The “Babangida Must Go” Protests: A Missed Opportunity for Revolution

Posted: August 4, 2017 in Corruption, Government, Leadership, Social Relations
Tags: , , , , , , , , , , ,

The best chance of a revolution Nigeria had was initially led by young obscure student leaders at the University of Benin campus in May 1989; they staged a protest that became famously known as the “Anti-SAP Riots” spilt into Benin-City and rapidly to other cities in Nigeria including Lagos, Port Harcourt and Ibadan. The masses were firmly behind the student protesters and bought their persuasive message of obscene leadership corruption, thoroughgoing military repression and the rejection of neoliberalism that was mercilessly immiserating their way of life. The guns of the repressive military regime no longer frightened the masses, they had left nothing to lose.

The riot was soon found out to be based on false rumours of the publications of the ostentatious lifestyle of General Ibrahim Babangida and his wife, Maryam, in the US Black celebrity magazine, Ebony. This did not seem to matter one iota. The momentum of the protests had exceeded a critical threshold, the masses were revolution ready.

Alas, the student leaders could not take it any further than protest. Inexperience and a lack of revolutionary ambition might have hampered their progress; the intention was not revolution originally. The sheer rapidity of the expansion and popularity of the protests/riots among the masses might have overwhelmed the student leaders as the opportunity for revolution became increasingly realistic. Each university campus the protests spread to it, in turn, spread to the university town and neighbouring ones. All Nigerian universities had to be shut down to avoid the further rapid expansion and popularity of the riots.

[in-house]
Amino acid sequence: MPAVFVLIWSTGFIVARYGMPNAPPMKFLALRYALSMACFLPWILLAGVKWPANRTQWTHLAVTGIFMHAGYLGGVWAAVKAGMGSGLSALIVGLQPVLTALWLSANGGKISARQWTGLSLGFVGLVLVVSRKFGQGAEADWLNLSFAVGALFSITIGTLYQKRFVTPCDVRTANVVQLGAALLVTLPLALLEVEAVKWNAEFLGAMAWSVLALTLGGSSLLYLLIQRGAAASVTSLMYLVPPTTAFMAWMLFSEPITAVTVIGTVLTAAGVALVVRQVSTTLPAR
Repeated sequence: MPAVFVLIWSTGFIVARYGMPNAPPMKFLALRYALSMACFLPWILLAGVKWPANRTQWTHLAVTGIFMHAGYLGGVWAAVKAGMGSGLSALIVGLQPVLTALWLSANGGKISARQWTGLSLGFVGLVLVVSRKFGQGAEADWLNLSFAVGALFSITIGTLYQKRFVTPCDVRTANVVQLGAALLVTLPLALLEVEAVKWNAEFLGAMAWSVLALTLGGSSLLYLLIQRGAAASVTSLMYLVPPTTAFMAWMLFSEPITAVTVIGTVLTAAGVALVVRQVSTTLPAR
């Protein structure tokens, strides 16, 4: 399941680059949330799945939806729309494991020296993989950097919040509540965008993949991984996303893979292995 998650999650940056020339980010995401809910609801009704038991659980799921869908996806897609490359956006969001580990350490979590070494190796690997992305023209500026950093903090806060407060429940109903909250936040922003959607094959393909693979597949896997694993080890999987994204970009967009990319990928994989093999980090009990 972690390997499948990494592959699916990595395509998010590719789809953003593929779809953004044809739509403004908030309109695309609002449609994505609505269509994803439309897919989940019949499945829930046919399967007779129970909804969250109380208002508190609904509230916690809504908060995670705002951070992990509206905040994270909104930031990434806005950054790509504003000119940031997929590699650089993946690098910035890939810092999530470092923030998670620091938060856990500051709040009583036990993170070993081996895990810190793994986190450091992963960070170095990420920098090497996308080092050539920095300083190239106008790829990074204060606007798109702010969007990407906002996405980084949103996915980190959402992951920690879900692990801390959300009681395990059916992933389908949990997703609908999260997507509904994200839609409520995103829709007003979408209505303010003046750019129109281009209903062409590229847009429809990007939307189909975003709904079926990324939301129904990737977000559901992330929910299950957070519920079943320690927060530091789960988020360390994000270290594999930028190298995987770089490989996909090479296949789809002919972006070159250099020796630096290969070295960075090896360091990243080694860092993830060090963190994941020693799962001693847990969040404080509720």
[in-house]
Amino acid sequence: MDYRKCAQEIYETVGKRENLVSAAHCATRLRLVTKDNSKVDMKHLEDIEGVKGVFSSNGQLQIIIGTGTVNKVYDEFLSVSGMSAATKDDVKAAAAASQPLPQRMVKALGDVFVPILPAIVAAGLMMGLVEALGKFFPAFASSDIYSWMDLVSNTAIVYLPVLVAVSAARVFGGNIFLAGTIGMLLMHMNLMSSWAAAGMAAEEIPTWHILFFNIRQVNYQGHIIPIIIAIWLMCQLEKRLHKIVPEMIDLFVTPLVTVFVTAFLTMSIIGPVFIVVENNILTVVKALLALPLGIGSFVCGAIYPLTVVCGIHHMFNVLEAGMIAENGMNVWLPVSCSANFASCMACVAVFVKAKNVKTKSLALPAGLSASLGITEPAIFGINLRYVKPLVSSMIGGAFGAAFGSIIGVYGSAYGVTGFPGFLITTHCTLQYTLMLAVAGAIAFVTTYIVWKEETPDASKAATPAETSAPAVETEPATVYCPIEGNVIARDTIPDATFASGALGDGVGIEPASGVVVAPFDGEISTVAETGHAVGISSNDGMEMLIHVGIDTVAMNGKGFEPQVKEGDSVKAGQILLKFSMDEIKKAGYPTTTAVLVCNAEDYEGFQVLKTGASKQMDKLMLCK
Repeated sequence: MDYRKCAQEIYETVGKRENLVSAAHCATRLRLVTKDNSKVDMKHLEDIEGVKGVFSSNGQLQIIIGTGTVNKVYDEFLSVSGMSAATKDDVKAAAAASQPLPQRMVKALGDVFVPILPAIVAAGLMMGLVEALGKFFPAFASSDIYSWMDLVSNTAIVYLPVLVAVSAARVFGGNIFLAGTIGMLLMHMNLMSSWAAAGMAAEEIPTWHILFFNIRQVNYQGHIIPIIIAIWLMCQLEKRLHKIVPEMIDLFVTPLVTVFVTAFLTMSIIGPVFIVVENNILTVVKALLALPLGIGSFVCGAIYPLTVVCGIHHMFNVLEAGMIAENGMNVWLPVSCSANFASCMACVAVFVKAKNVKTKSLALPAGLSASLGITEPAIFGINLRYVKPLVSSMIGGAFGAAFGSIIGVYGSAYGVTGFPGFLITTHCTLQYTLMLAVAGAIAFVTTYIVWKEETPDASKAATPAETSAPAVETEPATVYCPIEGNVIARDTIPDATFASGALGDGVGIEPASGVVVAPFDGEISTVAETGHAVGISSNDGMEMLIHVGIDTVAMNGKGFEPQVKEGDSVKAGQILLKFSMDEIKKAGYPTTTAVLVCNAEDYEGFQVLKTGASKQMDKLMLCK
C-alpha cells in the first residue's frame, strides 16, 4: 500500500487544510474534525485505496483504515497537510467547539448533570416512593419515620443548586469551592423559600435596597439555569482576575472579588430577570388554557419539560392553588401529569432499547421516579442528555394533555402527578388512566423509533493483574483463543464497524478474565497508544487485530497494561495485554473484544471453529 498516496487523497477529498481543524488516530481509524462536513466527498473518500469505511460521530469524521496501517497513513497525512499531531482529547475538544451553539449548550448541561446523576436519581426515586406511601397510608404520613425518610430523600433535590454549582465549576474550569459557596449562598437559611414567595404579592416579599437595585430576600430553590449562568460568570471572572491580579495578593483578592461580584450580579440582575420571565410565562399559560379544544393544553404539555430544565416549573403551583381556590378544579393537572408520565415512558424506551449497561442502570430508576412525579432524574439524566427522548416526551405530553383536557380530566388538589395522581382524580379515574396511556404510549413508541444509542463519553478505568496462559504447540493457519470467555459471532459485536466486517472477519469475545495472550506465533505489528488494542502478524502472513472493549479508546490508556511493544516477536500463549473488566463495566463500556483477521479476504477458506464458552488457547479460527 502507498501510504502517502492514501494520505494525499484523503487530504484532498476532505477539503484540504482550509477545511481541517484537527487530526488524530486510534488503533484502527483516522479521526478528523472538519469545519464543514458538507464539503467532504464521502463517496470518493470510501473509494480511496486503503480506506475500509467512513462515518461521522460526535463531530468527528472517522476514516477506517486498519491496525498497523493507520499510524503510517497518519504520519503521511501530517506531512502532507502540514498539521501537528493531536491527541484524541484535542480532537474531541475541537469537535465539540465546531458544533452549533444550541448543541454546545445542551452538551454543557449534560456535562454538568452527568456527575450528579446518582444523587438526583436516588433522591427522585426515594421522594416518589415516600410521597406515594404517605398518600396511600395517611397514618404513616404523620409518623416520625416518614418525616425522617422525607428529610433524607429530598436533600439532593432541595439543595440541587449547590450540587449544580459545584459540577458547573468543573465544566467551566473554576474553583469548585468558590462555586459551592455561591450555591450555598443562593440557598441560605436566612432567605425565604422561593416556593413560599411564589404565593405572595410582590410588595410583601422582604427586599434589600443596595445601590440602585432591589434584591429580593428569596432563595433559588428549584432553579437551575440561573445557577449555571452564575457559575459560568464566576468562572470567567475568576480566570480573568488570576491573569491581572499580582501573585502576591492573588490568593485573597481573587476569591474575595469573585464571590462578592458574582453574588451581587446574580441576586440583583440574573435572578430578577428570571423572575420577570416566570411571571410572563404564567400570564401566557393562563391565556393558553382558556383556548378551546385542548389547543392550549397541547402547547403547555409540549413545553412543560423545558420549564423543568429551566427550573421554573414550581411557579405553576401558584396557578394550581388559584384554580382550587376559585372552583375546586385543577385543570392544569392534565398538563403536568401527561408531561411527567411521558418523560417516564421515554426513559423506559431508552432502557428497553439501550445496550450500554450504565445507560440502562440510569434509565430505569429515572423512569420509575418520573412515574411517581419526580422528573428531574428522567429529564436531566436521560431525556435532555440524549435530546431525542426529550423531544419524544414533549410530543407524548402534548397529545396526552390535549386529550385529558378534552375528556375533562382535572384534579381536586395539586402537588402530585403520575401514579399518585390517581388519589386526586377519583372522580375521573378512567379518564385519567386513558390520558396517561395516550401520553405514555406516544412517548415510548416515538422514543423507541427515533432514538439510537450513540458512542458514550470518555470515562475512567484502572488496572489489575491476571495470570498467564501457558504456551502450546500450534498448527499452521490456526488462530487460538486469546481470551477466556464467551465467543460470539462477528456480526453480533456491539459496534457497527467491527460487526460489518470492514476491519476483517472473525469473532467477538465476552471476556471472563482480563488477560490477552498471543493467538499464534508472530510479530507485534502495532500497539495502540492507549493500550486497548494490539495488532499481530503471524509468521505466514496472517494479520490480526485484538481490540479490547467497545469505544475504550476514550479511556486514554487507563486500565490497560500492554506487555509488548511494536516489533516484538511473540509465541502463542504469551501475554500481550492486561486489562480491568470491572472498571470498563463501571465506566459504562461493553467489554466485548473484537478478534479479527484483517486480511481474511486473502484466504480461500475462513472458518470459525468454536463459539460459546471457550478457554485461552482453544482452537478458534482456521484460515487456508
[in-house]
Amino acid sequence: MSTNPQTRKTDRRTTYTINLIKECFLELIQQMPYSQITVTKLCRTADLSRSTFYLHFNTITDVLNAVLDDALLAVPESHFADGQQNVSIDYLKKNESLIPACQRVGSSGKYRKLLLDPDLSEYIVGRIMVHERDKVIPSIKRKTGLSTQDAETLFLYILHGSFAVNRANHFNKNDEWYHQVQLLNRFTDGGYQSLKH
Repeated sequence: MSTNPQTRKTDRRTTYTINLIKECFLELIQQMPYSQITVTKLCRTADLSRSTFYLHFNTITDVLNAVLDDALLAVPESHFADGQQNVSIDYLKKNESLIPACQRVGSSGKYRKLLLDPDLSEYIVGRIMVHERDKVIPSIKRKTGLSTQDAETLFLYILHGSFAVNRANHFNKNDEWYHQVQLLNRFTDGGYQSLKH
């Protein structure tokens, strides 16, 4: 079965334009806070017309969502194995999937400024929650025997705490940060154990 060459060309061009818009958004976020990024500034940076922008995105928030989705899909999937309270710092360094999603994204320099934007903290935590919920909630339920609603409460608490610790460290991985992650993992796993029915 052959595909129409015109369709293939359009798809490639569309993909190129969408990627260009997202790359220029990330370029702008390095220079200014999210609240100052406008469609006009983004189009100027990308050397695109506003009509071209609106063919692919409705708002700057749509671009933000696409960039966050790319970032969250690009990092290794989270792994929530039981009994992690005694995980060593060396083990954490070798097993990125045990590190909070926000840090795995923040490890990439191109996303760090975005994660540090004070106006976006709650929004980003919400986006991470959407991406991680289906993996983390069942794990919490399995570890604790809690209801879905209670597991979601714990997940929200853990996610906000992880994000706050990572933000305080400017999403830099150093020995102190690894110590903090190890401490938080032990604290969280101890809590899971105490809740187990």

Student unionism had defied the usual Nigerian problem of the ethnic barrier but this was probably because the leadership of the protests was progressively dispersed among numerous student and activist leaders rather than having a central leader. This very dispersion of leadership may have also dampened a collective ambition to turn the protests into a revolution. Nevertheless, it must not be forgotten that the April Revolution in South Korea that that overthrew the autocratic government of President Syngman Rhee after 12 years in office was orchestrated by students and started out as a protest.

Nevertheless, President General Ibrahim Babangida’s response to the student-led protests/riots exposed many chinks in his armour and future pro-democracy protesters and military officers would capitalise on them. Babangida was forced to hold onto power by issuing ever-greater rents to the stakeholders that supported his government and resorting to black ops. These rents introduced a “culture of settlement” which made Nigeria a broad rent-seeking nation and corruption soared.

When eventually Babangida famously stated “I will step aside” and vacated office in fear in 1993, the genesis had begun at the University of Benin in 1989. A great opportunity for a bloodless revolution was missed and we might have had a very different Nigeria today.

Political revolutions typically are bloody, murderous, devastating and ruthless. This has never stopped political revolutions from occurring. Revolutions may not be bloody if the leadership in power hollows itself out of its supports but continues to rule as if power base is solid. Such bloodless revolutions occur when the leaders in power resort to “flight from office” when their ascendancy, legitimacy and rents have expired.

Many Nigerians will hope if such an opportunity for a bloodless revolution comes around again it will not be missed. Never again.

Grimot Nane

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